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You’re probably stocking up on some vino and bubbly to ring in 2018 (and likely say good riddance to 2017!) Now your pup can join the party: Several brands are producing wine, champagne and beer specifically formulated for dogs. So what’s in the beverages? For starters, no grapes: “These drinks have a combination of herbal supplements and a liquid carrier, like water or fish oil,” says Lindsey Bullen, DVM, DACVN, a small animal clinical nutritionist at the Veterinary Specialty Hospital of the Carolinas. The beer and bubbles often have flavoring from chicken or beef. Other ingredients might include a vegetable juice like beet, natural herbs and honey.
They’re all non-alcoholic, of course, and contain natural ingredients that might have a calming effect. Varieties from companies like Apollo Peak and Pet Winery boast ingredients like chamomile, which has been proven to be relaxing for pups, and some even contain cannibidiol (or CBD, the compound in marijuana that’s relaxing but not mind-altering)—all of which the brands claim can help canines unwind.
But the potential calming effect doesn’t seem to be the biggest draw. “Our consumers like the fact that they can give their best fur-friends a healthy beverage and cheers to them,” says Taryn Nahm, Pet Winery cofounder and CEO. She says the wines can also be a great meal enhancer for dogs that aren’t keen on dry food, if you pour some on top. Here are a few of our favorite picks for when you want to cheers with your pup:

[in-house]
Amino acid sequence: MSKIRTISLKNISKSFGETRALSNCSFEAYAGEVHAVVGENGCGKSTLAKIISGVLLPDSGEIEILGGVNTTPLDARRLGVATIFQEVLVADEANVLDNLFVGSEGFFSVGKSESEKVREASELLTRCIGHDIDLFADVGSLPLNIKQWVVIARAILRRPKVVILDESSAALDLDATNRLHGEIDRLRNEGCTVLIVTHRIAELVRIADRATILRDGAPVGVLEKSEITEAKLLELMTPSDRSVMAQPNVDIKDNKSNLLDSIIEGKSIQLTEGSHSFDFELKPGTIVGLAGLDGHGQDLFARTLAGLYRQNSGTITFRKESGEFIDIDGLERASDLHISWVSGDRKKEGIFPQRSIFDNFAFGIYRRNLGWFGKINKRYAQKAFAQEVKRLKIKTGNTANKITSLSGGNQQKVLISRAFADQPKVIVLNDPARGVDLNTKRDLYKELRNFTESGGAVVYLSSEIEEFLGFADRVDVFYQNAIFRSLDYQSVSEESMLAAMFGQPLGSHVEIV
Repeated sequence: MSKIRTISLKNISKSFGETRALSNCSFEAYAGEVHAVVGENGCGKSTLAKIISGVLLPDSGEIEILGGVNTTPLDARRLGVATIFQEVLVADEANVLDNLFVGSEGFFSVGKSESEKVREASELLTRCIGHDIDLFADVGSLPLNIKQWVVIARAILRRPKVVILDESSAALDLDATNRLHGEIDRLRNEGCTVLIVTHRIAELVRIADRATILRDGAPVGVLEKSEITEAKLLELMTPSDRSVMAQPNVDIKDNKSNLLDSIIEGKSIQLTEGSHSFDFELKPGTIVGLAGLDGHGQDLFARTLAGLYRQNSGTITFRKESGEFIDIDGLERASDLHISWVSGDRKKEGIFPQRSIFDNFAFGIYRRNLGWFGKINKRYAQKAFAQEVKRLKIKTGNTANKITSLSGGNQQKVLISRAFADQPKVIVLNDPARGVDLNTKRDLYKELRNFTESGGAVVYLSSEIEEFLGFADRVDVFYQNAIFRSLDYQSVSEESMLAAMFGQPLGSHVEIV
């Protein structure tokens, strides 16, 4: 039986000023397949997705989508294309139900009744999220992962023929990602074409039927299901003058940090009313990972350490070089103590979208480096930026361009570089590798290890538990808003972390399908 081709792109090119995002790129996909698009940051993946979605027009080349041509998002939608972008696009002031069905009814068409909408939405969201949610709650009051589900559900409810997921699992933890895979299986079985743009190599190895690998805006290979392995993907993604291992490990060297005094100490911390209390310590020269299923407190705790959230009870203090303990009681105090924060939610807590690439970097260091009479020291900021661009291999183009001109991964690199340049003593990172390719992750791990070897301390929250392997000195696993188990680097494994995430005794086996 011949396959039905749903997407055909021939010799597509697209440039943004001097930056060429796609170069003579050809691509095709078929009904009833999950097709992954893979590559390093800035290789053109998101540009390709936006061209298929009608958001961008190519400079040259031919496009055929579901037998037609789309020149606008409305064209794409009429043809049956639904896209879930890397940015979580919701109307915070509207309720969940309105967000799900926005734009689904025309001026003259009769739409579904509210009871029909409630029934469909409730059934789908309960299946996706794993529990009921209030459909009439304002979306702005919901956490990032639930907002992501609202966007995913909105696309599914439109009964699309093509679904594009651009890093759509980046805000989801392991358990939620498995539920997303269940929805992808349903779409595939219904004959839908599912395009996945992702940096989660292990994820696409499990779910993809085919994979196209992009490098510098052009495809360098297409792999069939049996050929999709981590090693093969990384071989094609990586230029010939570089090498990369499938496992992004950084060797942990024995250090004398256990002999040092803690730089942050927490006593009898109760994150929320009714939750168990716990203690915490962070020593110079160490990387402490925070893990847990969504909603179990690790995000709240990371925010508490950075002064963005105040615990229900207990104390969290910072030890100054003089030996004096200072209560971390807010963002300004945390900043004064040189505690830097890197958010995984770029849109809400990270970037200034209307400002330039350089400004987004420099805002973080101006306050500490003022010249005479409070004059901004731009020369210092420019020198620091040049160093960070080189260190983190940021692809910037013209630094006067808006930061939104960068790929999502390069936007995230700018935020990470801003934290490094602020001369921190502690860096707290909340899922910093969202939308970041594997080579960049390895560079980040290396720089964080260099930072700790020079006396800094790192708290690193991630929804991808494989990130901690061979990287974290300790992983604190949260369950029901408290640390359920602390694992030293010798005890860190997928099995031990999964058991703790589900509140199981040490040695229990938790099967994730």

This "champagne" is made with filtered water, a dash of organic food coloring, and Alaskan salmon oil to give pups a dose of omega-3 fatty acids, to support a shiny coat and brain health. The oil may also serve as an anti-inflammatory and help ease achy joints.
This white "wine" blends chamomile extract with a mixture of water and yellow beet juice to promote a calming effect on your canine.
This British brand’s take on bubbly is made of natural herbal ingredients and infused with elderflower, linden blossom, and ginseng. There’s a white and a rose option, for pups who prefer to drink pink.
This non-boozy take on beer includes a dose of glucosamine, the inflammatory properties in which might ease older dogs’ aches. It also contains hemp oil, intended to help your pup relax.
When it comes to serving size, it really depends on the how big or small your pup is, says Nahm. Large dogs can enjoy a full bottle of the wine or beer or half a bottle of the champagne, while smaller dogs should consume only half that amount. It’s important to consider a proper serving size because some of the wines on the market have sugar from beet or sweet potato juice: "Beets are very high in oxalates, so any patient with a history or predisposition to forming stones should be careful," says Bullen. Always check with your vet before serving your pup something new!
The Ollie blog is devoted to helping pet parents lead healthier lives with their pups. If you want to learn more about our fresh, human-grade food, check out MyOllie.com.
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